Harbor Group International Buys Denver Apartments for $132M

It’s a sign of investors’ growing multifamily appetite despite lots of new inventory


A nine-figure deal in the Denver area highlights the U.S. multifamily market’s strengthening appeal for investors. 

Affiliates of the privately held commercial real estate owner, lender and developer Harbor Group International (HGI) have bought two recently built Denver apartment complexes for $132.5 million, Commercial Observer has learned. They represent HGI’s ninth and 10th multifamily purchases in the Denver area, and its first of any asset class nationally in 2024. The Norfolk, Va.-based company bought 13 multifamily properties in 2023, spending $891.5 million total. 

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The Denver purchases come amid a shifting multifamily market nationally and locally. Nationally, what had appeared to be uncertainty over financing for deal activity has evened out in recent months. Cap rate data shows buyers and sellers are coming to a post-pandemic consensus over what apartment assets are worth, according to data from brokerage CBRE

Separately, data from CBRE and elsewhere show that new construction that had tempered rent growth a bit was starting to level off. More apartments hit the Denver market in the third quarter of 2023, for instance, which is more than in any single quarter before, according to CBRE. But the same figures revealed that the volume of new construction likely represented a peak for the Colorado capital. 

More units will come online in Denver — 5,198 dropped in the fourth quarter, per CBRE — but then that new supply will drop off. And, like elsewhere in the country, demand will once again start to markedly outpace supply, favoring landlords such as HGI.

The Prospector Garage Balcony 3 1 Harbor Group International Buys Denver Apartments for $132M
The Prospector Modern. Photo: HGI

Also favoring landlords: mortgage rates that remain roughly twice as high as they were only two years ago and institutional buyers snapping up dozens, if not hundreds or thousands, of homes at a time to rent out. The twin trends put home ownership out of reach for many who then must compete for rentals.

“I will tell you, if you speak to most multifamily experts, most will predict we’re going to see very, very strong multifamily fundamentals starting in, let’s say, the second half of 2025 going into 2026 as the new construction deliveries get absorbed,” Jordan Slone, HGI’s chairman and CEO, told Commercial Observer in a December interview unrelated to the Denver deals.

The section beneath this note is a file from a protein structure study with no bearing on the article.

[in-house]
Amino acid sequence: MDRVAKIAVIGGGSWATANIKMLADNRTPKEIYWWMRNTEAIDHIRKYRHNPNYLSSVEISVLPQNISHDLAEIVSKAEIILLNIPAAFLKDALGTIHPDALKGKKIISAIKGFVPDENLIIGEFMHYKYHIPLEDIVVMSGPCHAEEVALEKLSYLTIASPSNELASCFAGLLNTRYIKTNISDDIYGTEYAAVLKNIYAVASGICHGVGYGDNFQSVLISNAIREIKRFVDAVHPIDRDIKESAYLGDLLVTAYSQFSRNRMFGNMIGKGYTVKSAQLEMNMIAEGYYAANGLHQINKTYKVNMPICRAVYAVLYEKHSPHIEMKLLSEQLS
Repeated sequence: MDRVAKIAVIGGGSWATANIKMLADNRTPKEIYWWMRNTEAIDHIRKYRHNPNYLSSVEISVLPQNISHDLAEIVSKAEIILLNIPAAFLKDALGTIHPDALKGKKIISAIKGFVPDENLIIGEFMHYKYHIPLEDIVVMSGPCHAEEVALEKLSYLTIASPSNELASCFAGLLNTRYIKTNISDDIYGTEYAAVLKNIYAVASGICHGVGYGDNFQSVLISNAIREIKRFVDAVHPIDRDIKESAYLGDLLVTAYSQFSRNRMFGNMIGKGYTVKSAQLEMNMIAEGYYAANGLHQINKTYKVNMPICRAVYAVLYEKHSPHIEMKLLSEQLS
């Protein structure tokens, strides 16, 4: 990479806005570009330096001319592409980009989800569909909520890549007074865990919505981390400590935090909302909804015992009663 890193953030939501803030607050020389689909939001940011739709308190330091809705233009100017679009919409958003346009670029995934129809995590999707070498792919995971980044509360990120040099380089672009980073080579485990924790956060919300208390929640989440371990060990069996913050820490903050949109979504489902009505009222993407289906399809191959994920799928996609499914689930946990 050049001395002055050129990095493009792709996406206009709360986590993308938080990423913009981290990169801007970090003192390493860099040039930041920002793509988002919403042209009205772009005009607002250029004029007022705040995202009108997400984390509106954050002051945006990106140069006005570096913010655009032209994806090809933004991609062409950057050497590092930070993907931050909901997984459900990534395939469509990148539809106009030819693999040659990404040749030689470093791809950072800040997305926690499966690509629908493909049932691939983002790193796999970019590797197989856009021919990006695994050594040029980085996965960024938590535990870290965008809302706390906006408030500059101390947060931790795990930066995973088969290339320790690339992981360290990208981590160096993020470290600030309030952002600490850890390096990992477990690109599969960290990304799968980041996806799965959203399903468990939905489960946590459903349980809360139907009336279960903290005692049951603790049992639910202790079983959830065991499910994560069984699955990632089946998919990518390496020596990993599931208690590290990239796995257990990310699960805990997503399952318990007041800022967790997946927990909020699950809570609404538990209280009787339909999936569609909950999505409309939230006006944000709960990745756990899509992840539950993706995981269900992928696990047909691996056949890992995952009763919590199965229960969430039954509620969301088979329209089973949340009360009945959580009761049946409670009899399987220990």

As for those Denver deals, they included the 238-unit Prospector Modern in the city’s Castle Rock suburb. The apartment complex was 86.1 percent occupied as of 2024, according to HGI. The complex is about a 25-minute drive from the Denver Tech Center, a major business hub for Colorado and a reason why HGI says it bought the place. Available one-bedrooms start at $1,855 a month. 

The other property is in Denver proper. The Ladora Modern, a 10-minute drive from Denver’s airport, has 196 apartments, 84.7 percent of which were occupied as of 2024. Available one-bedrooms start at $1,795 a month. Denver’s average effective rent — rent minus sweeteners such as free months — was $1,902 in the fourth quarter, according to CBRE. 

Both the Prospector and the Ladora come with the amenities that tenants in higher-end apartments have come to expect: in-unit washer-dryers, pet spas, fitness centers, pools and even garages in some cases. 

A Denver-based CBRE multifamily team of Terrance Hunt, Shane Ozment, Andy Hellman and Justin Hunt represented the complexes’ seller, which appears to be developer the Garrett Companies. The acquisition financing was also arranged by a CBRE team, according to HGI: Shawn Rosenthal, Jason Gaccione and Jake Salkovitz in New York, and Brady O’Donnell and Jill Haug in Denver. 

The Garrett Companies did not return a request for comment, and HGI declined to provide the seller’s name.

Tom Acitelli can be reached at tacitelli@commercialobserver.com